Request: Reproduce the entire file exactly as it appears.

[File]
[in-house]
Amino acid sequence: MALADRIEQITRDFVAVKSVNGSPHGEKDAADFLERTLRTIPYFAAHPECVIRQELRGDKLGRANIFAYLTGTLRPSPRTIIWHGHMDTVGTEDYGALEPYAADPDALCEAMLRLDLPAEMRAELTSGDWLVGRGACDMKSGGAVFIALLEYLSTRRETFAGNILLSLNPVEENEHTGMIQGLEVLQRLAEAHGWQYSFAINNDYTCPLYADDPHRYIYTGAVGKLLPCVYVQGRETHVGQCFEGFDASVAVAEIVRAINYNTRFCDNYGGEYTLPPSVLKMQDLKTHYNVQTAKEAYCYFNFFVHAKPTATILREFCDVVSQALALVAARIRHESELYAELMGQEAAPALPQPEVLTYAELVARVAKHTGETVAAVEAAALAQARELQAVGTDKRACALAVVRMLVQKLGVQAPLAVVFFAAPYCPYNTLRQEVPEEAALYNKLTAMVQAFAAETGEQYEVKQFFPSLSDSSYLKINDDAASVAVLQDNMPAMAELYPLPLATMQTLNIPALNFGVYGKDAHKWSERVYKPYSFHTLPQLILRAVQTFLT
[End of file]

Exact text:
[in-house]
Amino acid sequence: MALADRIEQITRDFVAVKSVNGSPHGEKDAADFLERTLRTIPYFAAHPECVIRQELRGDKLGRANIFAYLTGTLRPSPRTIIWHGHMDTVGTEDYGALEPYAADPDALCEAMLRLDLPAEMRAELTSGDWLVGRGACDMKSGGAVFIALLEYLSTRRETFAGNILLSLNPVEENEHTGMIQGLEVLQRLAEAHGWQYSFAINNDYTCPLYADDPHRYIYTGAVGKLLPCVYVQGRETHVGQCFEGFDASVAVAEIVRAINYNTRFCDNYGGEYTLPPSVLKMQDLKTHYNVQTAKEAYCYFNFFVHAKPTATILREFCDVVSQALALVAARIRHESELYAELMGQEAAPALPQPEVLTYAELVARVAKHTGETVAAVEAAALAQARELQAVGTDKRACALAVVRMLVQKLGVQAPLAVVFFAAPYCPYNTLRQEVPEEAALYNKLTAMVQAFAAETGEQYEVKQFFPSLSDSSYLKINDDAASVAVLQDNMPAMAELYPLPLATMQTLNIPALNFGVYGKDAHKWSERVYKPYSFHTLPQLILRAVQTFLT